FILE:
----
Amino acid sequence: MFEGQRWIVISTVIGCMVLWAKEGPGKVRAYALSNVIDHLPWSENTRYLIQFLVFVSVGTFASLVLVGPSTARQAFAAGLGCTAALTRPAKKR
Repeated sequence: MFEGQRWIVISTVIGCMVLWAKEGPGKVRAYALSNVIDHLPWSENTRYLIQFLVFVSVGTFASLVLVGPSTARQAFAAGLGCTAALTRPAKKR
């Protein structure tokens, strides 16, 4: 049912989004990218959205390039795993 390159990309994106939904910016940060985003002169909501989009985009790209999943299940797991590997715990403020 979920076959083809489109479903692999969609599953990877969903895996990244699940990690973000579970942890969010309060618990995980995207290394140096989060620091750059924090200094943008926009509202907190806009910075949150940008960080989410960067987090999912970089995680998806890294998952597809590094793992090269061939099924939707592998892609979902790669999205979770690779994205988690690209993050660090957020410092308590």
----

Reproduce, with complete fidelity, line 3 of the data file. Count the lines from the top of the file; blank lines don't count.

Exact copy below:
């Protein structure tokens, strides 16, 4: 049912989004990218959205390039795993 390159990309994106939904910016940060985003002169909501989009985009790209999943299940797991590997715990403020 979920076959083809489109479903692999969609599953990877969903895996990244699940990690973000579970942890969010309060618990995980995207290394140096989060620091750059924090200094943008926009509202907190806009910075949150940008960080989410960067987090999912970089995680998806890294998952597809590094793992090269061939099924939707592998892609979902790669999205979770690779994205988690690209993050660090957020410092308590």